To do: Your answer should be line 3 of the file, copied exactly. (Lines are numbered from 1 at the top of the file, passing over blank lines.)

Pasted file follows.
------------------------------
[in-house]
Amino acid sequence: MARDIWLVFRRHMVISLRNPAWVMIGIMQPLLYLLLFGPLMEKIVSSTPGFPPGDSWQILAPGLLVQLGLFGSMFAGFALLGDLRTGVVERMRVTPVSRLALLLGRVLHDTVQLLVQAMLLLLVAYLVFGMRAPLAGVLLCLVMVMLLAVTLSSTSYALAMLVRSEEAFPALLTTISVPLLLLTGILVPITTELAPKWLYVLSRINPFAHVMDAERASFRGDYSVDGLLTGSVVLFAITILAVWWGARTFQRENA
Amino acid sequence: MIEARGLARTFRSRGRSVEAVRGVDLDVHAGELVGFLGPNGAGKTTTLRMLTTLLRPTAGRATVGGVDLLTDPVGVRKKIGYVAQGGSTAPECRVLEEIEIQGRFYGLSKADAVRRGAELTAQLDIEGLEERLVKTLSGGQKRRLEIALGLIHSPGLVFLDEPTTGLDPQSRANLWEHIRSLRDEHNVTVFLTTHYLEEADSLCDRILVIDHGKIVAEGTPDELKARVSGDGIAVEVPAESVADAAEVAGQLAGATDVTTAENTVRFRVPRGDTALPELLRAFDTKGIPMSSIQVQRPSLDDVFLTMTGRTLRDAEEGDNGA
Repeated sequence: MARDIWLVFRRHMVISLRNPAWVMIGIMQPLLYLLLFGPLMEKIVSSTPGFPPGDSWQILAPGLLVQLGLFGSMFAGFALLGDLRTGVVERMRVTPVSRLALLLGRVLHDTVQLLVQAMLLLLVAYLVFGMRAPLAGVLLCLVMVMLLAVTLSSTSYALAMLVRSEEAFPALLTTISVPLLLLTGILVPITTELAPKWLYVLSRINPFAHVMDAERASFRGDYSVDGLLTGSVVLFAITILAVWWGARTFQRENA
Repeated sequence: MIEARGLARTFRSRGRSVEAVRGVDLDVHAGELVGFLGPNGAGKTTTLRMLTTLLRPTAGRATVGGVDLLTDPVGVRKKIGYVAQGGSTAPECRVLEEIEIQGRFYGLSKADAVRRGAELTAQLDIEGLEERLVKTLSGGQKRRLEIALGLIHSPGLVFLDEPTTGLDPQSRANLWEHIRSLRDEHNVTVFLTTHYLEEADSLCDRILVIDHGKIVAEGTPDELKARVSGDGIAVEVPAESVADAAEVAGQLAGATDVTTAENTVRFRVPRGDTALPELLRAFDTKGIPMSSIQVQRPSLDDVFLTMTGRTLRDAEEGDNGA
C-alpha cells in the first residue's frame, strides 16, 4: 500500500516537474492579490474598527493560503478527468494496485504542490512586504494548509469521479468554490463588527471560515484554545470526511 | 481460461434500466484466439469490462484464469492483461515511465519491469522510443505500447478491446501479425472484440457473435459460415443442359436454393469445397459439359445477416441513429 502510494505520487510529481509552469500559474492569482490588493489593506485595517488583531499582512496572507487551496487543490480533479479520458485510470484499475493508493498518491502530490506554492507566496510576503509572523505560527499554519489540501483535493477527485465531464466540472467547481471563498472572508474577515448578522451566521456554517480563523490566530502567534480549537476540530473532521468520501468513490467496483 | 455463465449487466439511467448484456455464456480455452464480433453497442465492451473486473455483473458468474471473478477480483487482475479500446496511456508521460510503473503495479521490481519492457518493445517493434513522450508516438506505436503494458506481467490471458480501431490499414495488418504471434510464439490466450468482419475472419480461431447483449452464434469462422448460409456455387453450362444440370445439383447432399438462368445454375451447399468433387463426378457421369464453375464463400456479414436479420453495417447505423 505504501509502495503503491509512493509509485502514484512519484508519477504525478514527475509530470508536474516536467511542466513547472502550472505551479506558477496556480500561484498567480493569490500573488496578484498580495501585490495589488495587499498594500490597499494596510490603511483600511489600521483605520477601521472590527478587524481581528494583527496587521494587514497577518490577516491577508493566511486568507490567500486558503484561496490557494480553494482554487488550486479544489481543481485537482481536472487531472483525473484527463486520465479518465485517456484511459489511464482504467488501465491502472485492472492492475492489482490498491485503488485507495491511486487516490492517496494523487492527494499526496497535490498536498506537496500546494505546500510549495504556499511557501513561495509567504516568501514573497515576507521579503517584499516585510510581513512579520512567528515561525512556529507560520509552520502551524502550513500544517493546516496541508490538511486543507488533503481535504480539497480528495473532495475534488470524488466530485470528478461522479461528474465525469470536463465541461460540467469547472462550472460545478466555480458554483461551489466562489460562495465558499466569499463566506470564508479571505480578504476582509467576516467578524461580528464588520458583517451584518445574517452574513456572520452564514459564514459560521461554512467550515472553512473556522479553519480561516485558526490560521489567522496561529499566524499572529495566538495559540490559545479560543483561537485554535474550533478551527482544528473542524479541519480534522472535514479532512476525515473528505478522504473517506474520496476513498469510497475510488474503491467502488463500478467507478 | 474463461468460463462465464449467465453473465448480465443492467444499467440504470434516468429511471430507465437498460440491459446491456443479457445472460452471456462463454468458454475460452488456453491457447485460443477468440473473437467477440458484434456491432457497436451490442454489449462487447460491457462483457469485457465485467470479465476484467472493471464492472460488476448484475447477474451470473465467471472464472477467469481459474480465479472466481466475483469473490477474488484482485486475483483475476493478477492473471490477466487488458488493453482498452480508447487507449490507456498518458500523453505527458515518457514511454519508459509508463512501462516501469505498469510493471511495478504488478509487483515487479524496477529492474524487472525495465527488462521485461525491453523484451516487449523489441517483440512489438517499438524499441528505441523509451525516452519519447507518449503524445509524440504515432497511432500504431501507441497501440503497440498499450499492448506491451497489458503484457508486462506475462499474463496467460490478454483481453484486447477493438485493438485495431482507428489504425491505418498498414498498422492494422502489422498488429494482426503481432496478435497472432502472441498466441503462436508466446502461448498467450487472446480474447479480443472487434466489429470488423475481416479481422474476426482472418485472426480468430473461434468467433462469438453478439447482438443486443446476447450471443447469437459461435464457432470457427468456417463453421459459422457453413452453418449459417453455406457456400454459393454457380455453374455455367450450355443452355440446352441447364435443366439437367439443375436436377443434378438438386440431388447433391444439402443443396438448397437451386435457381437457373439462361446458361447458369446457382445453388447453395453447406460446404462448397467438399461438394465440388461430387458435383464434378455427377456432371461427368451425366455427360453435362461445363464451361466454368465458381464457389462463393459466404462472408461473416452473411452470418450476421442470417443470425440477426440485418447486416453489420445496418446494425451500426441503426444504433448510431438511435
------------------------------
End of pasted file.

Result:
Amino acid sequence: MIEARGLARTFRSRGRSVEAVRGVDLDVHAGELVGFLGPNGAGKTTTLRMLTTLLRPTAGRATVGGVDLLTDPVGVRKKIGYVAQGGSTAPECRVLEEIEIQGRFYGLSKADAVRRGAELTAQLDIEGLEERLVKTLSGGQKRRLEIALGLIHSPGLVFLDEPTTGLDPQSRANLWEHIRSLRDEHNVTVFLTTHYLEEADSLCDRILVIDHGKIVAEGTPDELKARVSGDGIAVEVPAESVADAAEVAGQLAGATDVTTAENTVRFRVPRGDTALPELLRAFDTKGIPMSSIQVQRPSLDDVFLTMTGRTLRDAEEGDNGA